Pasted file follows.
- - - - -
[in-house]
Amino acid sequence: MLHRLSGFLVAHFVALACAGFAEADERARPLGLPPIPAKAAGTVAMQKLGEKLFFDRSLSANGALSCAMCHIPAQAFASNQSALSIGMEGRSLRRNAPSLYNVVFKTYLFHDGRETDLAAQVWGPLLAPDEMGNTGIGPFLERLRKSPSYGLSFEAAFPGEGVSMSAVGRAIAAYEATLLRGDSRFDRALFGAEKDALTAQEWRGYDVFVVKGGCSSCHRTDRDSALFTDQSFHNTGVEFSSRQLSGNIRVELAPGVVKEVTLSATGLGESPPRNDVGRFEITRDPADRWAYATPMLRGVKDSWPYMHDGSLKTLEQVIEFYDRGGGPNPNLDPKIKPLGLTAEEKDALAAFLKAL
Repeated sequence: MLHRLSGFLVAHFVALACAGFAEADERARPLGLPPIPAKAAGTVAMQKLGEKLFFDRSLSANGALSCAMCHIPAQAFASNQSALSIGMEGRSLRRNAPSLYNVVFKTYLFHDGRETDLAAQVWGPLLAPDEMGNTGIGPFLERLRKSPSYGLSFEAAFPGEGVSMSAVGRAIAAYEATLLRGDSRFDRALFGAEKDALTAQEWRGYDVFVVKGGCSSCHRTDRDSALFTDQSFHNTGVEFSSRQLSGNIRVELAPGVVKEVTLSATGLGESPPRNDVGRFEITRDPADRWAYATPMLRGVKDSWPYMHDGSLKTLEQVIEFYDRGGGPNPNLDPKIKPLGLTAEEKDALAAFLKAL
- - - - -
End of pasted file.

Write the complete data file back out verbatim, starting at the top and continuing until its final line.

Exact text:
[in-house]
Amino acid sequence: MLHRLSGFLVAHFVALACAGFAEADERARPLGLPPIPAKAAGTVAMQKLGEKLFFDRSLSANGALSCAMCHIPAQAFASNQSALSIGMEGRSLRRNAPSLYNVVFKTYLFHDGRETDLAAQVWGPLLAPDEMGNTGIGPFLERLRKSPSYGLSFEAAFPGEGVSMSAVGRAIAAYEATLLRGDSRFDRALFGAEKDALTAQEWRGYDVFVVKGGCSSCHRTDRDSALFTDQSFHNTGVEFSSRQLSGNIRVELAPGVVKEVTLSATGLGESPPRNDVGRFEITRDPADRWAYATPMLRGVKDSWPYMHDGSLKTLEQVIEFYDRGGGPNPNLDPKIKPLGLTAEEKDALAAFLKAL
Repeated sequence: MLHRLSGFLVAHFVALACAGFAEADERARPLGLPPIPAKAAGTVAMQKLGEKLFFDRSLSANGALSCAMCHIPAQAFASNQSALSIGMEGRSLRRNAPSLYNVVFKTYLFHDGRETDLAAQVWGPLLAPDEMGNTGIGPFLERLRKSPSYGLSFEAAFPGEGVSMSAVGRAIAAYEATLLRGDSRFDRALFGAEKDALTAQEWRGYDVFVVKGGCSSCHRTDRDSALFTDQSFHNTGVEFSSRQLSGNIRVELAPGVVKEVTLSATGLGESPPRNDVGRFEITRDPADRWAYATPMLRGVKDSWPYMHDGSLKTLEQVIEFYDRGGGPNPNLDPKIKPLGLTAEEKDALAAFLKAL